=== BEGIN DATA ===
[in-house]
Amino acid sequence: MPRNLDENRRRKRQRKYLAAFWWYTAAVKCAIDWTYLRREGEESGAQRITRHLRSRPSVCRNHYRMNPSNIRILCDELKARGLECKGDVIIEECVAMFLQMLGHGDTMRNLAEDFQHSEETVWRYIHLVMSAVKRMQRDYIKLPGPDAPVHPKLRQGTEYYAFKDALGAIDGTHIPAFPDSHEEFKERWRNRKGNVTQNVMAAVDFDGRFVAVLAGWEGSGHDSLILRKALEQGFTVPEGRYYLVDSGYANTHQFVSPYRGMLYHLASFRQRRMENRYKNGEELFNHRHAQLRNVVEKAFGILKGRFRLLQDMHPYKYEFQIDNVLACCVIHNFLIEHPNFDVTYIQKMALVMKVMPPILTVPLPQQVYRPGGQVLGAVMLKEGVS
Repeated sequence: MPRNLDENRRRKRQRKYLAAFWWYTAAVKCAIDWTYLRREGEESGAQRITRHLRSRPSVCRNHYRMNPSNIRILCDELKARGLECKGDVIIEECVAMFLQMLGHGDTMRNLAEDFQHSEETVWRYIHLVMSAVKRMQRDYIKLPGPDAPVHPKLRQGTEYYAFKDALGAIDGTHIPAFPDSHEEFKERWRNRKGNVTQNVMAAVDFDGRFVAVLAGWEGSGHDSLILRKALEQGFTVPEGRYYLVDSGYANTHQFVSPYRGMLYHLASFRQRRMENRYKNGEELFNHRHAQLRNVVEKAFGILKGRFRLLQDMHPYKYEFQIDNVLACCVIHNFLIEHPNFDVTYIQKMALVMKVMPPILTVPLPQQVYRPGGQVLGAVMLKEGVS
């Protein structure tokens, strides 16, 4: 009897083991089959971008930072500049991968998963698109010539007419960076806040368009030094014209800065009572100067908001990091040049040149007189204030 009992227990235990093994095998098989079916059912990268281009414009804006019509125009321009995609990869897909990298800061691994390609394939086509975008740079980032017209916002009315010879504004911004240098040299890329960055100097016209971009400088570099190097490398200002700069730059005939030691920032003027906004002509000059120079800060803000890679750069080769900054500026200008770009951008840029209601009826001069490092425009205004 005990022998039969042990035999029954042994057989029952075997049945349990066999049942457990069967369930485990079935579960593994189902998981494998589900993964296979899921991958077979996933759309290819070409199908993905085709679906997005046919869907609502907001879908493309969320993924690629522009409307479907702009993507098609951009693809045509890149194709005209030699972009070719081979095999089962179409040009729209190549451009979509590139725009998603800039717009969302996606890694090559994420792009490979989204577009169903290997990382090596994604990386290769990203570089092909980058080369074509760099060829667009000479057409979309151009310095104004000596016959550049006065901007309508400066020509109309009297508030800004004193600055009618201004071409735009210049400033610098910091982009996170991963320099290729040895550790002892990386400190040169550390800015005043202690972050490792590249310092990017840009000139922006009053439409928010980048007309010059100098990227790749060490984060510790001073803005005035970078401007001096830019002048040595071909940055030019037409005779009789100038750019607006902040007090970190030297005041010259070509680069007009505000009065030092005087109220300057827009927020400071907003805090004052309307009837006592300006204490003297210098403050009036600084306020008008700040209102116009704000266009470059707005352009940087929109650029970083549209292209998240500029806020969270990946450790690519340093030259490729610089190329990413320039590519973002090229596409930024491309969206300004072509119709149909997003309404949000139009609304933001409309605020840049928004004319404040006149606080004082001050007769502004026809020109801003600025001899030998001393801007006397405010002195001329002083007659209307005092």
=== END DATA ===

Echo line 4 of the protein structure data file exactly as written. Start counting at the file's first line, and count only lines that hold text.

């Protein structure tokens, strides 16, 4: 009897083991089959971008930072500049991968998963698109010539007419960076806040368009030094014209800065009572100067908001990091040049040149007189204030 009992227990235990093994095998098989079916059912990268281009414009804006019509125009321009995609990869897909990298800061691994390609394939086509975008740079980032017209916002009315010879504004911004240098040299890329960055100097016209971009400088570099190097490398200002700069730059005939030691920032003027906004002509000059120079800060803000890679750069080769900054500026200008770009951008840029209601009826001069490092425009205004 005990022998039969042990035999029954042994057989029952075997049945349990066999049942457990069967369930485990079935579960593994189902998981494998589900993964296979899921991958077979996933759309290819070409199908993905085709679906997005046919869907609502907001879908493309969320993924690629522009409307479907702009993507098609951009693809045509890149194709005209030699972009070719081979095999089962179409040009729209190549451009979509590139725009998603800039717009969302996606890694090559994420792009490979989204577009169903290997990382090596994604990386290769990203570089092909980058080369074509760099060829667009000479057409979309151009310095104004000596016959550049006065901007309508400066020509109309009297508030800004004193600055009618201004071409735009210049400033610098910091982009996170991963320099290729040895550790002892990386400190040169550390800015005043202690972050490792590249310092990017840009000139922006009053439409928010980048007309010059100098990227790749060490984060510790001073803005005035970078401007001096830019002048040595071909940055030019037409005779009789100038750019607006902040007090970190030297005041010259070509680069007009505000009065030092005087109220300057827009927020400071907003805090004052309307009837006592300006204490003297210098403050009036600084306020008008700040209102116009704000266009470059707005352009940087929109650029970083549209292209998240500029806020969270990946450790690519340093030259490729610089190329990413320039590519973002090229596409930024491309969206300004072509119709149909997003309404949000139009609304933001409309605020840049928004004319404040006149606080004082001050007769502004026809020109801003600025001899030998001393801007006397405010002195001329002083007659209307005092």